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Title:The Right to Food, Land and Democracy: An Analysis from a Grassroots Perspective in Three Semi-Arid Districts of Tanzania
Author:Mung'ong'o, C.G.
Periodical:Nordic Journal of African Studies
Geographic term:Tanzania
food policy
Law, Human Rights and Violence
Peoples of Africa (Ethnic Groups)
Politics and Government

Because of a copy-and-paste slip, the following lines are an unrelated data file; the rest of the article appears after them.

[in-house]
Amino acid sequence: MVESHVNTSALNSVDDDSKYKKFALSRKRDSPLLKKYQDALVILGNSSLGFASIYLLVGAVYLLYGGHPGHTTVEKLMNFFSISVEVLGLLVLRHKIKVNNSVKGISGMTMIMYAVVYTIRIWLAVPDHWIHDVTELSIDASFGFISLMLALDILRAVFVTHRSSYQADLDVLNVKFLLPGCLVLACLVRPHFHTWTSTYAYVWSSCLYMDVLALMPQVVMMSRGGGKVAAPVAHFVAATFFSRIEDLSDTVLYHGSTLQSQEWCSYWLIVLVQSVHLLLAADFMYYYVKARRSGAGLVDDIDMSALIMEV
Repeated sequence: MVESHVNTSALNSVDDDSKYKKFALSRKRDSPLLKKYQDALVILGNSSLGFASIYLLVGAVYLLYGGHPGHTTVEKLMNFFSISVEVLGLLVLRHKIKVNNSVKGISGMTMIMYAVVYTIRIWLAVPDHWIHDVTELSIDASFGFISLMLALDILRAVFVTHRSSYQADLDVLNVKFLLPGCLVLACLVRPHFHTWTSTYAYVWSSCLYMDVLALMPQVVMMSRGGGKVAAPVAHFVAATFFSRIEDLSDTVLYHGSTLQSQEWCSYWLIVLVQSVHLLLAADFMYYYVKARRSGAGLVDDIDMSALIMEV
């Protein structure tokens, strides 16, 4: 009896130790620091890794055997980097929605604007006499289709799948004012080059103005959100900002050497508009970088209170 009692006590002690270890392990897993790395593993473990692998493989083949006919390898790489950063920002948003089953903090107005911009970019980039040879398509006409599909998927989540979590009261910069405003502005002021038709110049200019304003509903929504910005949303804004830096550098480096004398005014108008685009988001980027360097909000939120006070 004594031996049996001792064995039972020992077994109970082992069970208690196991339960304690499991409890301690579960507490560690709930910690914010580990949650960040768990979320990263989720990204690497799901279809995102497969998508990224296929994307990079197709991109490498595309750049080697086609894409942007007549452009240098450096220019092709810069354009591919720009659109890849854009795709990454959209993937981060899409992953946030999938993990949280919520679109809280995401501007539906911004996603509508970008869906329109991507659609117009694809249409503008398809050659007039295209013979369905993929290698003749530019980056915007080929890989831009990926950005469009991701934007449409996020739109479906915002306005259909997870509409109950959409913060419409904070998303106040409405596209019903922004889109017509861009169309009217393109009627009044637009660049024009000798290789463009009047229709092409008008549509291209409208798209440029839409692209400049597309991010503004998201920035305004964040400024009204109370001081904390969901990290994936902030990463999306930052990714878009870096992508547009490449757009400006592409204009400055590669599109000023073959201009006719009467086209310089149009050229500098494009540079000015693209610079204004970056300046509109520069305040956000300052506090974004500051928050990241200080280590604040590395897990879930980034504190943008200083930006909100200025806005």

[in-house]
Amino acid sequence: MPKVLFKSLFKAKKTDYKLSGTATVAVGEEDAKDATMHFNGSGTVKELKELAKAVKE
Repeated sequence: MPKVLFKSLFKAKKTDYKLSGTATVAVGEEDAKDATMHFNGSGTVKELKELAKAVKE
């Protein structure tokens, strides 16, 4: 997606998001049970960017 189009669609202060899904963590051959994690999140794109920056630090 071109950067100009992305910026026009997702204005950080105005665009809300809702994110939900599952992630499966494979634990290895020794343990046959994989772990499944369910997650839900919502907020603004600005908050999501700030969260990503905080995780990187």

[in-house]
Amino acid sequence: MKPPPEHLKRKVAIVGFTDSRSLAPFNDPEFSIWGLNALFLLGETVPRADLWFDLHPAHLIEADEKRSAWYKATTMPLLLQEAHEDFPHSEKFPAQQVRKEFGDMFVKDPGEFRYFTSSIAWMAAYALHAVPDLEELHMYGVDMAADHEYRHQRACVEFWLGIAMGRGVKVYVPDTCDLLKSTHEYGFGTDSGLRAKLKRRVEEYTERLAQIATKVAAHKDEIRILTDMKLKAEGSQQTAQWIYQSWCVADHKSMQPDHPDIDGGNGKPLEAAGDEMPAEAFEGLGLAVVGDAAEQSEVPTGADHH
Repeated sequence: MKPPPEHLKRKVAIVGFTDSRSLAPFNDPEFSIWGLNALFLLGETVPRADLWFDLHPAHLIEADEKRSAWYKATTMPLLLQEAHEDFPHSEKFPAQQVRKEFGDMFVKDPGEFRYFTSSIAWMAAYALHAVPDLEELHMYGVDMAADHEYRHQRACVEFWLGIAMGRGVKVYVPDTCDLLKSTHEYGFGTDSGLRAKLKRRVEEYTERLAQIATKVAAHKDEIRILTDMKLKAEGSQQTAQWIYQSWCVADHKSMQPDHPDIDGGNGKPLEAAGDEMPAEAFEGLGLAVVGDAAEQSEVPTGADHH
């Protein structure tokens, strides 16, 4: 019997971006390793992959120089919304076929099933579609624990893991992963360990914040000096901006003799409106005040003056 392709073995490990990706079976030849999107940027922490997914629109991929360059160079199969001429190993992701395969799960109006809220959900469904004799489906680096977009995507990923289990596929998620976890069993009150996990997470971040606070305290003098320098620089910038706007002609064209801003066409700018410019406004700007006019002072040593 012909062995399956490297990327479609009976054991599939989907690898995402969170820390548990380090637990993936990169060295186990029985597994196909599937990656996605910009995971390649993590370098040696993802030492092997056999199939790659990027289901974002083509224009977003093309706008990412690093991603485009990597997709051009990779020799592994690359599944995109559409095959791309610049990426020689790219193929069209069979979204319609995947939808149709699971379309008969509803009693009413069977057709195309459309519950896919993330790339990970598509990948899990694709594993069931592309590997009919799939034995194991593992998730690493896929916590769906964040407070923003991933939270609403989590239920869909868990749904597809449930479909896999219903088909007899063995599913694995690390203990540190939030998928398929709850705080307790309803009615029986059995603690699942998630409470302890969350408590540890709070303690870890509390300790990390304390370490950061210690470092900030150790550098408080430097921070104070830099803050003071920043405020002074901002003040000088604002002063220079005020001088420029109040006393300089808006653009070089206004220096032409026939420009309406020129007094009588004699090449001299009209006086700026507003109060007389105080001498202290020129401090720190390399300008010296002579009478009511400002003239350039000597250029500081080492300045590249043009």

Abstract:This paper shows how changes in the policy environment associated with economic reforms have undermined rural food security and increased poverty among the grassroots poor in three districts in Tanzania, viz. Ngorongoro and Shinyanga Rural Districts and Njombe District, where research was carried out among smallholder farmers, livestock keepers and traders in 1998 and 2000. Rural food security refers to access to adequate food and nutrition, as well as the resources necessary to acquire food, such as natural resources, markets, employment, health, education, security, and credit. There is a need to democratize the decisionmaking process concerning macro, meso and micro policies; develop an alternative people-centred development strategy which prioritizes sustainability of human and natural resources; and eradicate poverty. Policy coordination, implementation and monitoring are required to ensure accountability, transparency, consistency and credibility. The paper concludes with policy recommendations on food, land and democracy. Bibliogr., sum.